Cheerfulness is a virtue, levity a vice. How much foolish talking and jesting would at once end if we said, ‘Surely the Lord is in this place.’ The next time you have been indulging in mirth—I mean not innocent mirth, but that which is connected with uncleanness, or with any sort of ill, imagine you see a finger lifted up, and that you hear a voice saying, ‘Surely the Lord is in this place.’ Let your recreation be free from sin; let your amusements be such that you can enjoy them while God looks on. If, too, we felt that God was in this place, how much oftener should we talk of him and of Christ. This afternoon what will many of you talk of? Sunday afternoon talk is generally a great difficulty to some professors. They do not like to go right down into what they think worldly conversation, so they generally talk about ministers. They consider that to be a spiritual subject; and generally, this talk about ministers is more wicked than talk about the devil himself, for I had rather you should speak religiously concerning Satan, than irreligiously concerning even the angels of the churches. There is one tale retailed about this minister, and another tale about the other, and the conversation gives no edification. If they heard an angel say, ‘The Lord is in this place,’ the afternoon of the day of rest would be spent in much more profitable conversation. But suppose that I have some here today who have been lately exposed to personal danger and peril; brethren, do you not think if in the midst of the storm you had heard a voice saying, ‘Surely the Lord is in this place,’ you would have been perfectly at rest?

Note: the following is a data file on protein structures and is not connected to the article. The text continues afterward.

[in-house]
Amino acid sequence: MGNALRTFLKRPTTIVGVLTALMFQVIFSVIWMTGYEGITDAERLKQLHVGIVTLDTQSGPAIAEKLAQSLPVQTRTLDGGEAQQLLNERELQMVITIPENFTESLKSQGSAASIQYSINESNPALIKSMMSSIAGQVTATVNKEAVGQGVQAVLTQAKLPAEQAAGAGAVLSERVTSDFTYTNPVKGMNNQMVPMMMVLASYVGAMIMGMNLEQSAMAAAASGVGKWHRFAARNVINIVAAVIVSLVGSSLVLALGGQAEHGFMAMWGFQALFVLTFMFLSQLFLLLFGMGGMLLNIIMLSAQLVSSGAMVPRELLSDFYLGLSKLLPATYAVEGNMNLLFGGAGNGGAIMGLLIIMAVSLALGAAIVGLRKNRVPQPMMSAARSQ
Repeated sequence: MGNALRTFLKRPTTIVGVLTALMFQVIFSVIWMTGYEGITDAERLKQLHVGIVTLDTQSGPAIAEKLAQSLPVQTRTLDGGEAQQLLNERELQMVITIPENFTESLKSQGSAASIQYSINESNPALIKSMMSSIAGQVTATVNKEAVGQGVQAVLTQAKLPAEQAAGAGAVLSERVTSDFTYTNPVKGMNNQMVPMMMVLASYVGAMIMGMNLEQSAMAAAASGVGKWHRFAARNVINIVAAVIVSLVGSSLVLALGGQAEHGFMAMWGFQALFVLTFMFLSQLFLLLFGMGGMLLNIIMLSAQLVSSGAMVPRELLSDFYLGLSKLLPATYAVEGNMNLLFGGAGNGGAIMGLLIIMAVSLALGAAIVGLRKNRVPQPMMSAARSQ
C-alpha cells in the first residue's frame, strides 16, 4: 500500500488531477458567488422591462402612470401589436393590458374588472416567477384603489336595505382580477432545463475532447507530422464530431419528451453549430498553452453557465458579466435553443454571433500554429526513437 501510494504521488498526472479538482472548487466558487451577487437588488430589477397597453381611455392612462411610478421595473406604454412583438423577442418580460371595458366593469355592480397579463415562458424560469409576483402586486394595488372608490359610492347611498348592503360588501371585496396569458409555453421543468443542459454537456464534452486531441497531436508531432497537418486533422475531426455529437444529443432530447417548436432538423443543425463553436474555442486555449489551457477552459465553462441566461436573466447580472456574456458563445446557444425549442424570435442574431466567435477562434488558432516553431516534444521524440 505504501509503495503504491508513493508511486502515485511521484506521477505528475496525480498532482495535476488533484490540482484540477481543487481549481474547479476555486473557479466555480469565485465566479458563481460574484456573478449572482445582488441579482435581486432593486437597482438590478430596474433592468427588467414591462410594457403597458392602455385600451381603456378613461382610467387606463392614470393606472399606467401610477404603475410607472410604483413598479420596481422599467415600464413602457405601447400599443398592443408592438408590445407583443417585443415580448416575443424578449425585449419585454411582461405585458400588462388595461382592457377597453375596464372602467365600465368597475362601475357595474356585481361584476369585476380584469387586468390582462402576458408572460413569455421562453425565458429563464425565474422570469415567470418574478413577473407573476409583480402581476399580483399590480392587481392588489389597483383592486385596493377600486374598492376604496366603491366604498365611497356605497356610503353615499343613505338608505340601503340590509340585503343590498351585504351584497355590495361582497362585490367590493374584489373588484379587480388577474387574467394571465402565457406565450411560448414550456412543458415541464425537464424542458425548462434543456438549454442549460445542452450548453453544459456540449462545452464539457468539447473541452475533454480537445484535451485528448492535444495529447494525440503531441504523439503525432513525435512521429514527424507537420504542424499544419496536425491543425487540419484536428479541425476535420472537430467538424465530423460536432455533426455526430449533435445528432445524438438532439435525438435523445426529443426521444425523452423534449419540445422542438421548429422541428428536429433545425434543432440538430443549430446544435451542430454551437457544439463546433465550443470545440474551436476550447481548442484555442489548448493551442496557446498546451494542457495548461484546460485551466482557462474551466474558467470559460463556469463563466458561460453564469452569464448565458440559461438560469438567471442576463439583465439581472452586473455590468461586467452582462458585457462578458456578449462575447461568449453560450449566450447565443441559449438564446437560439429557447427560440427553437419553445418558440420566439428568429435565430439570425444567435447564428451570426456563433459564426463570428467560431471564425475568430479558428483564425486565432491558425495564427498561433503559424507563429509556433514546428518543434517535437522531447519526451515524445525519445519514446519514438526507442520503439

For meditation: ‘I am with you alway’ (Matthew 28:20) is a great encouragement to Christians both when alone (Acts 18:9–10) and when together (Matthew 18:20). It should also be a check on our behaviour. In everything you should be able to thank God and ask for his blessing (Romans 14:6). Don’t do anything which your conscience prevents you from committing to him (Romans 14:23).